There is no lock alongside the weir, for the fall of water is no more than two feet. Consequently, small boats coming up or going down stream have to be drawn over the barrier on rollers, and large craft, such as steamers and barges, have to "shoot the weir". To enable them to do this the paddles on one side are taken out. The sinking of the water on the high side and the rising on the low side produce a level, and the boat passes through on its journey. Immediately the paddles are again fixed into the stout frame; the water is dammed back and flows over the top in a pellucid sheet.
The weir, officially called Eaton Weir, is called Harts Weir by the local inhabitants. Thus, if you inquire of a rustic the way to Eaton Weir, he looks at you in silence for a moment and exclaims:
"Eaton Wire, sir! You means Hart's Wire, don' 'e, sir?"
This came about by reason of the inn upon the bank having been kept for several generations by a family named Hart. In time the name Hart's Weir was adopted as being shorter, and, perhaps, because it afforded more ready and significant means of identification.
The innkeeper, according to the account of the villagers, was a notorious smuggler. He obtained his kegs of spirit from the bargemen who came up from London and concealed them in the bed of the river. To the kegs he attached ropes or chains; when he wanted one he took a long-handled iron rake and groped on the bottom till he struck the chain and so got it ashore. Whoever wanted whisky or brandy came down to the Weir after dark and was supplied by the innkeeper. The spot is lonely and difficult of access in the winter; there was little fear of being surprised by the Customs officers.
Over the wooden bridge above the weir a footpath runs through level fields intersected with a dike full of forget-me-not and loose-strife. On one side of the dike is a bank, three feet high, constructed to contain the water at high flood and save the country round about from being inundated. The wild rabbits, by continually tunnelling in the soft mould, have impaired the bank, though it still serves to hold back the bulk of the water.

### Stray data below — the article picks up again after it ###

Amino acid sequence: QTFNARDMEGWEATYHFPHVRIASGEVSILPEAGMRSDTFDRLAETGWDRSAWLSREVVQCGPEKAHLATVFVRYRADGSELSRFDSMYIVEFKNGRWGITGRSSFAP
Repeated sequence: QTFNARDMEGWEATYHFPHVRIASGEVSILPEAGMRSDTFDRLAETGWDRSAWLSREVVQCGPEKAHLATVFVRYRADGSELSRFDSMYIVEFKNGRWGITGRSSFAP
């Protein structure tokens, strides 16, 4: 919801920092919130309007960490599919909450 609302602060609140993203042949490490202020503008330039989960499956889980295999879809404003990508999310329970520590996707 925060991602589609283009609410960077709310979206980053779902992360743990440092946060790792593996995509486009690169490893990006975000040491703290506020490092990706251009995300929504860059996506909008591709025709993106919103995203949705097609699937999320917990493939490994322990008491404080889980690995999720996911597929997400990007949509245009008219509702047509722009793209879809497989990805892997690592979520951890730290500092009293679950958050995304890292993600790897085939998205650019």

While digging for gravel recently in a field near the river the men unearthed several skeletons and a number of silver buttons. They were probably the remains of soldiers or officers slain eithcr in the year 1387, when Robert de Vere was defeated by the Ear1 of Derby, or during the fighting between the troops of Cromwell and King Charles.
1936: Weir removed - the last of the old flash weirs - and Footbridge built.
1937: "The Thames and its Story" [ Obviously not quite up to date! ] -
Hart's Weir - which has been recently rebuilt - is so little a weir that boats can pass over it; at a summer level of the river there is a fall of three or four inches only.
Eaton Footbridge, (wood clad steel).
Notice the artistic way in which I have smeared the lens
to suggest that it was raining!
(The punter's art of one handed photography)
The next section is the remotest on the navigable Thames, out in the country away from roads. This is sleepy remote, flat farmland, through which the river passes unseen. So peaceful is it that the noise of the boat is by far the loudest sound around and startles the wildlife. The large fish basking in the warm surface layers only become aware of our approach when the boat comes within perhaps ten feet of them, and they swirl away in alarm. The kingfishers fly out from the steep banks directly over the punt. The Heron freezes and hopes not to be seen.
1746: a mile below Buscot Lock
1762: a weir where a tiny brook from the south joins the Thames.
Remains of an old weir, a little below Buscot, require to be pulled up; some long and some short piles under water are dangerous. Part of the sill remaining has only 3ft. water. Just below it a small island has formed, probably by it, should be removed also, totally.
Left bank, half a mile below Buscot Lock. Can you spot the
cut? - it has very nearly disappeared totally.
1920: Fred Thacker -
O ter quaterque beati, who nose and navigate here-about after me, hunt it out and behold it for yourselves!
[ The latin "O ter quaterque beati" is an Apostrophe (addressing someone not present)
It is a quote from Virgil - literally "O three and four times blessed ones" - Thank you Fred! ]